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Awash In Files, Army Tests New Storage Approach

Software from startup helps to unclog networks and find files faster.

Many businesses are struggling to deal with massive amounts of files and data that are filling storage systems and clogging networks. The U.S. Army has a similar problem, and it's turning to storage-management software from a startup company to help solve the problem.

Part of the problem is caused by veterans with many years of service who want to keep every file, document, and E-mail they've ever handled, says Lt. Col. William Hoppe, a commander over some of the United States Army's acquisitions, logistics, and IT. "They never get rid of anything," he says. "They just keep asking for more shared drives."

Hoppe recently tested software from Persist Technologies Inc., which is unveiling the product on Monday. The AppStor software works on storage hardware from a number of vendors to offload files and documents from mail and file servers to a pool of storage resources. It also indexes the contents of the documents so they can be found and retrieved faster. The system also can be accessed over the Internet via a Web browser.

AppStor resides within a bank of storage blades at the center of the network and pulls information off file servers and other storage systems. The software keeps operations, security, a database, a search engine, and redundancy hidden from users as it sets up an automatic process to capture, index, search, retrieve, and distribute files. The test system used storage hardware from Hewlett-Packard, and Persist has agreements with storage other vendors such as Dell, IBM, and RLX. The software costs $45,000.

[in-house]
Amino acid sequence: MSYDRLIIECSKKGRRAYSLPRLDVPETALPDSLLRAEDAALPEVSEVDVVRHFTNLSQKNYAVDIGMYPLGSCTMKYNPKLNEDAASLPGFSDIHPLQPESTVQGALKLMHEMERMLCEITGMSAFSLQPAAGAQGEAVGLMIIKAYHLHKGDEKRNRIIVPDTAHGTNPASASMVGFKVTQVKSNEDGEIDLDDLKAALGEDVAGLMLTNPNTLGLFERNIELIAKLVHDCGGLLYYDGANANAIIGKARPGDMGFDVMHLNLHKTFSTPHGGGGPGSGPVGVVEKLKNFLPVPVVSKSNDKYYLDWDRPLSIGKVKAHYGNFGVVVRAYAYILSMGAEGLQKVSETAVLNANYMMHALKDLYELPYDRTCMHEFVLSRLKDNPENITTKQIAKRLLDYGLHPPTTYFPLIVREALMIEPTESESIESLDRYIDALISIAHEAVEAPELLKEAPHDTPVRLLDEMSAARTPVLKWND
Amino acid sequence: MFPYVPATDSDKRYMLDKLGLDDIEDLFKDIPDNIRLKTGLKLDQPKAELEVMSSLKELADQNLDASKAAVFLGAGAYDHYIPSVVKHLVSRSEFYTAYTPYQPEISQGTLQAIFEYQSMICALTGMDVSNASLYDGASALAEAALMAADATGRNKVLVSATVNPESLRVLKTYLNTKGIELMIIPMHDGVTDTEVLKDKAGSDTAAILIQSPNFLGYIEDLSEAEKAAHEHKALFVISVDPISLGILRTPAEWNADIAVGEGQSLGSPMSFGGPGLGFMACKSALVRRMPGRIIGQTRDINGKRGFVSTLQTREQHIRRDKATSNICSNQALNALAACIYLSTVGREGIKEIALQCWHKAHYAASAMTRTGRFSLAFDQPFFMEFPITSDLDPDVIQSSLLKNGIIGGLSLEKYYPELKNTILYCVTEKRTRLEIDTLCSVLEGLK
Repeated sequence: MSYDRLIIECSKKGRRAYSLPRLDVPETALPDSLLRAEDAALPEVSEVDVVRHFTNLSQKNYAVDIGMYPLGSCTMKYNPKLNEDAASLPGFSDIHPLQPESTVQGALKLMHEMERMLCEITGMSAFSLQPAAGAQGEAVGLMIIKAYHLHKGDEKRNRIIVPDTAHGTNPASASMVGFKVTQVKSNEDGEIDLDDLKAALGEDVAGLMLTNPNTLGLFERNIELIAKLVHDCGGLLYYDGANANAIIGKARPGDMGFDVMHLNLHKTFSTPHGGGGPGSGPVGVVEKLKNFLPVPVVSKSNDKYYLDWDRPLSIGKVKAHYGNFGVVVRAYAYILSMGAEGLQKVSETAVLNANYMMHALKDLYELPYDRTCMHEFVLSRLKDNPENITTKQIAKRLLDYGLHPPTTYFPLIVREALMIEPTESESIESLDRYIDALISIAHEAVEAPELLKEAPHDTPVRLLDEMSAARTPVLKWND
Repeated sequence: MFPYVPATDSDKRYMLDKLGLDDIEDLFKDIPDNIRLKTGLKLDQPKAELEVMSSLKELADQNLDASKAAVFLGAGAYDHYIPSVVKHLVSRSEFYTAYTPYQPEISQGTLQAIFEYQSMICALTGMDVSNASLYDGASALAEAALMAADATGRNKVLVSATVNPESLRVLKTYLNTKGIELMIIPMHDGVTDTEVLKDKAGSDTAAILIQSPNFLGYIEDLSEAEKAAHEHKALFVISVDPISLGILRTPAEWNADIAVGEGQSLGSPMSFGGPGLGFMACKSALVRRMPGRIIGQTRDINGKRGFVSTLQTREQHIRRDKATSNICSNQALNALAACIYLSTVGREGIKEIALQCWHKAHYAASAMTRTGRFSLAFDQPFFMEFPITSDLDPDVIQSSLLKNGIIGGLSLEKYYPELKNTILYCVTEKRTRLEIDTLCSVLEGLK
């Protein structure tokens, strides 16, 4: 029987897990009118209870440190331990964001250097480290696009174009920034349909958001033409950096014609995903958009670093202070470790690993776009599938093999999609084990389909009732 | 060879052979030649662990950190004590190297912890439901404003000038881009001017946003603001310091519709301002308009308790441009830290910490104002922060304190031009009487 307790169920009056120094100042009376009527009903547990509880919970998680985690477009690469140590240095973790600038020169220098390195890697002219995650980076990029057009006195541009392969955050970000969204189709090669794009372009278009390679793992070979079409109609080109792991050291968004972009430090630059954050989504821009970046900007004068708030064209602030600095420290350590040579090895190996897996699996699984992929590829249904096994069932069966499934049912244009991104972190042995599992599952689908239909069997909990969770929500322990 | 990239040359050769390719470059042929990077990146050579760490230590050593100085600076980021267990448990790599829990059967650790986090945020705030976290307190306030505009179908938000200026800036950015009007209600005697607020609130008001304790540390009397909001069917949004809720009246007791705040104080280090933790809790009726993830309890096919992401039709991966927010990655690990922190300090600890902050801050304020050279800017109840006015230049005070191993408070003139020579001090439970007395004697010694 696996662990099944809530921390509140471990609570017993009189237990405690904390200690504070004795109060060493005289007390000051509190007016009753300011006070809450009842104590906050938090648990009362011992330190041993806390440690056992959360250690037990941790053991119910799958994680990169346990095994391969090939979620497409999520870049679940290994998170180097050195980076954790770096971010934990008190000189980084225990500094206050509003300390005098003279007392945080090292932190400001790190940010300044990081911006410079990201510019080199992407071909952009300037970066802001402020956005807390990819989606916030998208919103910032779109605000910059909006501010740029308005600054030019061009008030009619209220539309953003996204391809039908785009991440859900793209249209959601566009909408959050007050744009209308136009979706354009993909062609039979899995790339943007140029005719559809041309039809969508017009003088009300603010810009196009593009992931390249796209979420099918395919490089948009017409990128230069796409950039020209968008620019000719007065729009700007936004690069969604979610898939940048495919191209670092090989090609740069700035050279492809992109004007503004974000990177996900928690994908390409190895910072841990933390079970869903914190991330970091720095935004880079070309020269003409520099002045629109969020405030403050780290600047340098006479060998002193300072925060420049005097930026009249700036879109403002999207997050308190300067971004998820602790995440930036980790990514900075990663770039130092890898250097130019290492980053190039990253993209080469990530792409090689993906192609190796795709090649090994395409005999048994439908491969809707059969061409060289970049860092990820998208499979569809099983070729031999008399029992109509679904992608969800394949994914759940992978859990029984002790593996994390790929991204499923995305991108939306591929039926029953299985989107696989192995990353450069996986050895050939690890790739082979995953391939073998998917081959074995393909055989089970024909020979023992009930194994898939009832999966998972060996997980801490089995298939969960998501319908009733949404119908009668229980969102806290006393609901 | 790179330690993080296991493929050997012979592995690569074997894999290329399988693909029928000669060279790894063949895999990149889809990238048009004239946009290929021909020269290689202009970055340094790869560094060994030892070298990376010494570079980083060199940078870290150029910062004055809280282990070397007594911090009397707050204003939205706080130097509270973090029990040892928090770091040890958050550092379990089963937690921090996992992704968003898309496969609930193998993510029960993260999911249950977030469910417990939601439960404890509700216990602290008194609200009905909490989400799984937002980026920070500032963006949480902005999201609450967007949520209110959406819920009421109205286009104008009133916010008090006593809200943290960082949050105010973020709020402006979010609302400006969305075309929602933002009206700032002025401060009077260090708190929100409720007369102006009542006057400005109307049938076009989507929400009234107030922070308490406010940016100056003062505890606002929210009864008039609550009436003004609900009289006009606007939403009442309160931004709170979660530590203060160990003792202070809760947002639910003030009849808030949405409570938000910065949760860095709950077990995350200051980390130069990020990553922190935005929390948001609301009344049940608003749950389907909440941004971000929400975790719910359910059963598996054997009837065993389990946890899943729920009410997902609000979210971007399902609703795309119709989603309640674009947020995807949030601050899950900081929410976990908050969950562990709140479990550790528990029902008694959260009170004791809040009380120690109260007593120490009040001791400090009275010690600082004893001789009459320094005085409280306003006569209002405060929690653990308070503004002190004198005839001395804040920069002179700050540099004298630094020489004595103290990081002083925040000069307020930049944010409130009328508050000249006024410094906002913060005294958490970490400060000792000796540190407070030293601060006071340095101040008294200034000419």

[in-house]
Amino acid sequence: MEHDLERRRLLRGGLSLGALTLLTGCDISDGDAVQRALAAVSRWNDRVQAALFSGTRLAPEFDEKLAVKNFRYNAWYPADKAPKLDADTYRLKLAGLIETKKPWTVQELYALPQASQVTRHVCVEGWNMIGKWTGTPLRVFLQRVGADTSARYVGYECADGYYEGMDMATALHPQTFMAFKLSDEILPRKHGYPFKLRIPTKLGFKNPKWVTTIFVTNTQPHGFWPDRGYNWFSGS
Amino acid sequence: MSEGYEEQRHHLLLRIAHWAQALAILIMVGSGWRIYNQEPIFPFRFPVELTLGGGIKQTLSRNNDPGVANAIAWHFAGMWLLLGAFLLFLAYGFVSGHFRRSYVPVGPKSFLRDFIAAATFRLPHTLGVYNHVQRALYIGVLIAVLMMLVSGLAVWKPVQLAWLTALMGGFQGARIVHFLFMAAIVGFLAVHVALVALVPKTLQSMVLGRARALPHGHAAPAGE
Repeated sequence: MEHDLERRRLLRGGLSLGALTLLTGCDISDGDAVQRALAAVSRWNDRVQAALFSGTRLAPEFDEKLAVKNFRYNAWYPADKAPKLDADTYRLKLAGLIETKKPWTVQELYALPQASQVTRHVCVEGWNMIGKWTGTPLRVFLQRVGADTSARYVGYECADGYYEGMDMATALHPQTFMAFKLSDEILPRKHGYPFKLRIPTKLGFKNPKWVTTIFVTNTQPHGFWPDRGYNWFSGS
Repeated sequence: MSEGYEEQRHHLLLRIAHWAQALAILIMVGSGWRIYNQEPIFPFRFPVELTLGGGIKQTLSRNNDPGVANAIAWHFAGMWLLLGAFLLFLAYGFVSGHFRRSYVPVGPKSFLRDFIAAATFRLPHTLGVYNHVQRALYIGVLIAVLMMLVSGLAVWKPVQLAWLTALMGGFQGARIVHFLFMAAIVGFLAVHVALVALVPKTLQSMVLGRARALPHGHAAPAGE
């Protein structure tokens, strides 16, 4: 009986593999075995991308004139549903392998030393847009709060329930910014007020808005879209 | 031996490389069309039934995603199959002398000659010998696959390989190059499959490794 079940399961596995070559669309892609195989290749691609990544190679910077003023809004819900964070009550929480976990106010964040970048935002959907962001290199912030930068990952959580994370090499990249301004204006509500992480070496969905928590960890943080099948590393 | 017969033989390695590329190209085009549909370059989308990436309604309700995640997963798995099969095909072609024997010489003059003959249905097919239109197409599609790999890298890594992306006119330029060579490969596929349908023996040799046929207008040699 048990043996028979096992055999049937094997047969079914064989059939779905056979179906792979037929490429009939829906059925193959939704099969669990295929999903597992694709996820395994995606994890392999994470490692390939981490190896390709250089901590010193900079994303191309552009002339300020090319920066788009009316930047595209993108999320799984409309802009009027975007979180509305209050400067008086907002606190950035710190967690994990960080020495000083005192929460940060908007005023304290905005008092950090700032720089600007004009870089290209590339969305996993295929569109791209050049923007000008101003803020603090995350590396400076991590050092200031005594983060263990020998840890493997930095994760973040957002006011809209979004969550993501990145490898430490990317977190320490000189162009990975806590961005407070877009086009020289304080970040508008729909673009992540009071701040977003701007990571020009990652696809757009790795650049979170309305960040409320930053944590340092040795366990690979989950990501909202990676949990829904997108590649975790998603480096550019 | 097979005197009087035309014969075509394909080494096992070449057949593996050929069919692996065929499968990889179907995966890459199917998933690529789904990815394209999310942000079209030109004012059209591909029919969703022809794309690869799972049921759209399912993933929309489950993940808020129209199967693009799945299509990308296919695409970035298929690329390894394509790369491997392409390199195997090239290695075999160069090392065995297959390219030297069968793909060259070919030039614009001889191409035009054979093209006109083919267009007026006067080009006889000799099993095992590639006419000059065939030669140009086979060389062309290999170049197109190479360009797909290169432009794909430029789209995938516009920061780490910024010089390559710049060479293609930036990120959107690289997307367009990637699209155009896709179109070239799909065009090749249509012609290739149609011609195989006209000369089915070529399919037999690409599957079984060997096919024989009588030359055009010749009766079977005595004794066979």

"When an Exchange server went down, our users could access their E-mail file off the Persist system," says Hoppe, who plans to deploy an AppStor system this summer. "And if a blade gets full, I slide in another one that indexes automatically."

Hoppe says the Persist software solves a number of additional problems. Microsoft Exchange has trouble handling very large files and many of his users have lots of files that size, he says. Plus, his current storage system has problems when several people try to access the same attachment stored on a file or mail server. "With Persist, I'll have one copy of the attachment, and all of those people can access it from there," he says. "Ultimately, we want to drop any document we need into the appliance and access it by word search from the network or the Web."

"Customers will manage the system as a single appliance, even though there are actually multiple node at play," says Gary Lyng, VP of product management and alliances at Persist. He says AppStor can process 40 documents per second, and guarantees response time of three seconds for 500 concurrent users.

Persist may be an effective way for businesses to consolidate servers because so many of them are used just for storage, says Sara Radicati, an analyst and president and CEO at the Radicati Group. "Persist could alter operational expenses dramatically," she says.

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